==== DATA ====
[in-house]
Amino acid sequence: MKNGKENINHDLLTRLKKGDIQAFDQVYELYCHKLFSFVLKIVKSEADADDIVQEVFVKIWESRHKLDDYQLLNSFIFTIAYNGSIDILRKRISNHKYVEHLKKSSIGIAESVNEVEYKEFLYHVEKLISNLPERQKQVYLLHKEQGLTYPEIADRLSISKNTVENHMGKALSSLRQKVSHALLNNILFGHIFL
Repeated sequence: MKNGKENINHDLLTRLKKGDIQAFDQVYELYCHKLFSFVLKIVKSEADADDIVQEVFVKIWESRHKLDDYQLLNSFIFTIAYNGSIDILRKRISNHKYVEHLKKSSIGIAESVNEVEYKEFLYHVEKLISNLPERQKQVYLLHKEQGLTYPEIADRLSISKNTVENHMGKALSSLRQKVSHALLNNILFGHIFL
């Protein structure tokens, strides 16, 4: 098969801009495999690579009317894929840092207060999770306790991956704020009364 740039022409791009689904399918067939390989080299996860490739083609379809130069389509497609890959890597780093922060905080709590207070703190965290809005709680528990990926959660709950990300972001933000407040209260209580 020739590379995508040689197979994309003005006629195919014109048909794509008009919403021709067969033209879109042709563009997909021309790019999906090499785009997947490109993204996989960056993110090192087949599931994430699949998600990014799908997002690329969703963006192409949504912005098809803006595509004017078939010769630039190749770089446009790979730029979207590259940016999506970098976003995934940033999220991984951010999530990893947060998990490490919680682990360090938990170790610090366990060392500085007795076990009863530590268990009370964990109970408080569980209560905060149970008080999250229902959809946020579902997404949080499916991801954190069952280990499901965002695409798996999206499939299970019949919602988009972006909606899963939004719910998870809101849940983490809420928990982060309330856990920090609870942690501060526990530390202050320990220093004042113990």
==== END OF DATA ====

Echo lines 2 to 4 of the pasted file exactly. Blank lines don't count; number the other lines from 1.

Amino acid sequence: MKNGKENINHDLLTRLKKGDIQAFDQVYELYCHKLFSFVLKIVKSEADADDIVQEVFVKIWESRHKLDDYQLLNSFIFTIAYNGSIDILRKRISNHKYVEHLKKSSIGIAESVNEVEYKEFLYHVEKLISNLPERQKQVYLLHKEQGLTYPEIADRLSISKNTVENHMGKALSSLRQKVSHALLNNILFGHIFL
Repeated sequence: MKNGKENINHDLLTRLKKGDIQAFDQVYELYCHKLFSFVLKIVKSEADADDIVQEVFVKIWESRHKLDDYQLLNSFIFTIAYNGSIDILRKRISNHKYVEHLKKSSIGIAESVNEVEYKEFLYHVEKLISNLPERQKQVYLLHKEQGLTYPEIADRLSISKNTVENHMGKALSSLRQKVSHALLNNILFGHIFL
């Protein structure tokens, strides 16, 4: 098969801009495999690579009317894929840092207060999770306790991956704020009364 740039022409791009689904399918067939390989080299996860490739083609379809130069389509497609890959890597780093922060905080709590207070703190965290809005709680528990990926959660709950990300972001933000407040209260209580 020739590379995508040689197979994309003005006629195919014109048909794509008009919403021709067969033209879109042709563009997909021309790019999906090499785009997947490109993204996989960056993110090192087949599931994430699949998600990014799908997002690329969703963006192409949504912005098809803006595509004017078939010769630039190749770089446009790979730029979207590259940016999506970098976003995934940033999220991984951010999530990893947060998990490490919680682990360090938990170790610090366990060392500085007795076990009863530590268990009370964990109970408080569980209560905060149970008080999250229902959809946020579902997404949080499916991801954190069952280990499901965002695409798996999206499939299970019949919602988009972006909606899963939004719910998870809101849940983490809420928990982060309330856990920090609870942690501060526990530390202050320990220093004042113990």